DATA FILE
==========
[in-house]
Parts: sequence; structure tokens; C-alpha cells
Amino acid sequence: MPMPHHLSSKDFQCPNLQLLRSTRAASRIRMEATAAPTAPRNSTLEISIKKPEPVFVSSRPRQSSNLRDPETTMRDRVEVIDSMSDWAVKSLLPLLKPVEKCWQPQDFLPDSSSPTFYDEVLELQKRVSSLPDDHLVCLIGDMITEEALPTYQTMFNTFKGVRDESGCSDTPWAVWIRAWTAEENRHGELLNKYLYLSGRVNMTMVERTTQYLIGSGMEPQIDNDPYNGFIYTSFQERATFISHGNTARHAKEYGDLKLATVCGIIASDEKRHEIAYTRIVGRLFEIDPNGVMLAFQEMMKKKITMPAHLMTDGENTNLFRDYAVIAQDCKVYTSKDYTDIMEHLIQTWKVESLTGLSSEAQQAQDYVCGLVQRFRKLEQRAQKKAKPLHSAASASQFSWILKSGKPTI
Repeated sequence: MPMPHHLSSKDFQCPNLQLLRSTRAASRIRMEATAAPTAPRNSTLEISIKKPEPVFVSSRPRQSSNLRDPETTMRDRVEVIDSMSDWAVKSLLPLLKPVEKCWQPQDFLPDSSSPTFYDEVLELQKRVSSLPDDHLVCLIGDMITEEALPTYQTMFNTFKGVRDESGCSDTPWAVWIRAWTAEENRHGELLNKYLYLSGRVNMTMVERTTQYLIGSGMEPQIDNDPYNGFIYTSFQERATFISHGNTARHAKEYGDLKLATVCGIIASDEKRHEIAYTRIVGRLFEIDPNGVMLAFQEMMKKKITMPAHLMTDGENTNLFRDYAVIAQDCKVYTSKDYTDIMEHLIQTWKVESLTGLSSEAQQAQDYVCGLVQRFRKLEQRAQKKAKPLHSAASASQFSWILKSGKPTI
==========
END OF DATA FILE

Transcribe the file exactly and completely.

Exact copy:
[in-house]
Parts: sequence; structure tokens; C-alpha cells
Amino acid sequence: MPMPHHLSSKDFQCPNLQLLRSTRAASRIRMEATAAPTAPRNSTLEISIKKPEPVFVSSRPRQSSNLRDPETTMRDRVEVIDSMSDWAVKSLLPLLKPVEKCWQPQDFLPDSSSPTFYDEVLELQKRVSSLPDDHLVCLIGDMITEEALPTYQTMFNTFKGVRDESGCSDTPWAVWIRAWTAEENRHGELLNKYLYLSGRVNMTMVERTTQYLIGSGMEPQIDNDPYNGFIYTSFQERATFISHGNTARHAKEYGDLKLATVCGIIASDEKRHEIAYTRIVGRLFEIDPNGVMLAFQEMMKKKITMPAHLMTDGENTNLFRDYAVIAQDCKVYTSKDYTDIMEHLIQTWKVESLTGLSSEAQQAQDYVCGLVQRFRKLEQRAQKKAKPLHSAASASQFSWILKSGKPTI
Repeated sequence: MPMPHHLSSKDFQCPNLQLLRSTRAASRIRMEATAAPTAPRNSTLEISIKKPEPVFVSSRPRQSSNLRDPETTMRDRVEVIDSMSDWAVKSLLPLLKPVEKCWQPQDFLPDSSSPTFYDEVLELQKRVSSLPDDHLVCLIGDMITEEALPTYQTMFNTFKGVRDESGCSDTPWAVWIRAWTAEENRHGELLNKYLYLSGRVNMTMVERTTQYLIGSGMEPQIDNDPYNGFIYTSFQERATFISHGNTARHAKEYGDLKLATVCGIIASDEKRHEIAYTRIVGRLFEIDPNGVMLAFQEMMKKKITMPAHLMTDGENTNLFRDYAVIAQDCKVYTSKDYTDIMEHLIQTWKVESLTGLSSEAQQAQDYVCGLVQRFRKLEQRAQKKAKPLHSAASASQFSWILKSGKPTI